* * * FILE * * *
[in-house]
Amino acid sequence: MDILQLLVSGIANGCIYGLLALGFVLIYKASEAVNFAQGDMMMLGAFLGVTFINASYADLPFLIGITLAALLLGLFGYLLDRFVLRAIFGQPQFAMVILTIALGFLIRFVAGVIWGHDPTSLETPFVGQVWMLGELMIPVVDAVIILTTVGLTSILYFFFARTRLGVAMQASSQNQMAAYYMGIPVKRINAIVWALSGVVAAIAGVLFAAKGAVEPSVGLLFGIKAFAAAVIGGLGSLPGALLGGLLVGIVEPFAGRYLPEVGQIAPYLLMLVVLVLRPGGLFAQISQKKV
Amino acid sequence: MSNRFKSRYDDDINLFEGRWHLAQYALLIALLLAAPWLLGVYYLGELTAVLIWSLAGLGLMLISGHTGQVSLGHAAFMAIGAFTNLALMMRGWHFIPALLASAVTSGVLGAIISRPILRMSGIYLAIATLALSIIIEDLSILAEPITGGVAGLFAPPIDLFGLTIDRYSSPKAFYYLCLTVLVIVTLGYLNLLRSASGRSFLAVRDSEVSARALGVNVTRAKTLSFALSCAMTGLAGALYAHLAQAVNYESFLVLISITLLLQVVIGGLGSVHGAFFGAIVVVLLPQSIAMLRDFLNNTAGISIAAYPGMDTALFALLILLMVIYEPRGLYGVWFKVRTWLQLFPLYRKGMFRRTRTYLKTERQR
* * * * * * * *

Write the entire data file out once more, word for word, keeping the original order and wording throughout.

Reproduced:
[in-house]
Amino acid sequence: MDILQLLVSGIANGCIYGLLALGFVLIYKASEAVNFAQGDMMMLGAFLGVTFINASYADLPFLIGITLAALLLGLFGYLLDRFVLRAIFGQPQFAMVILTIALGFLIRFVAGVIWGHDPTSLETPFVGQVWMLGELMIPVVDAVIILTTVGLTSILYFFFARTRLGVAMQASSQNQMAAYYMGIPVKRINAIVWALSGVVAAIAGVLFAAKGAVEPSVGLLFGIKAFAAAVIGGLGSLPGALLGGLLVGIVEPFAGRYLPEVGQIAPYLLMLVVLVLRPGGLFAQISQKKV
Amino acid sequence: MSNRFKSRYDDDINLFEGRWHLAQYALLIALLLAAPWLLGVYYLGELTAVLIWSLAGLGLMLISGHTGQVSLGHAAFMAIGAFTNLALMMRGWHFIPALLASAVTSGVLGAIISRPILRMSGIYLAIATLALSIIIEDLSILAEPITGGVAGLFAPPIDLFGLTIDRYSSPKAFYYLCLTVLVIVTLGYLNLLRSASGRSFLAVRDSEVSARALGVNVTRAKTLSFALSCAMTGLAGALYAHLAQAVNYESFLVLISITLLLQVVIGGLGSVHGAFFGAIVVVLLPQSIAMLRDFLNNTAGISIAAYPGMDTALFALLILLMVIYEPRGLYGVWFKVRTWLQLFPLYRKGMFRRTRTYLKTERQR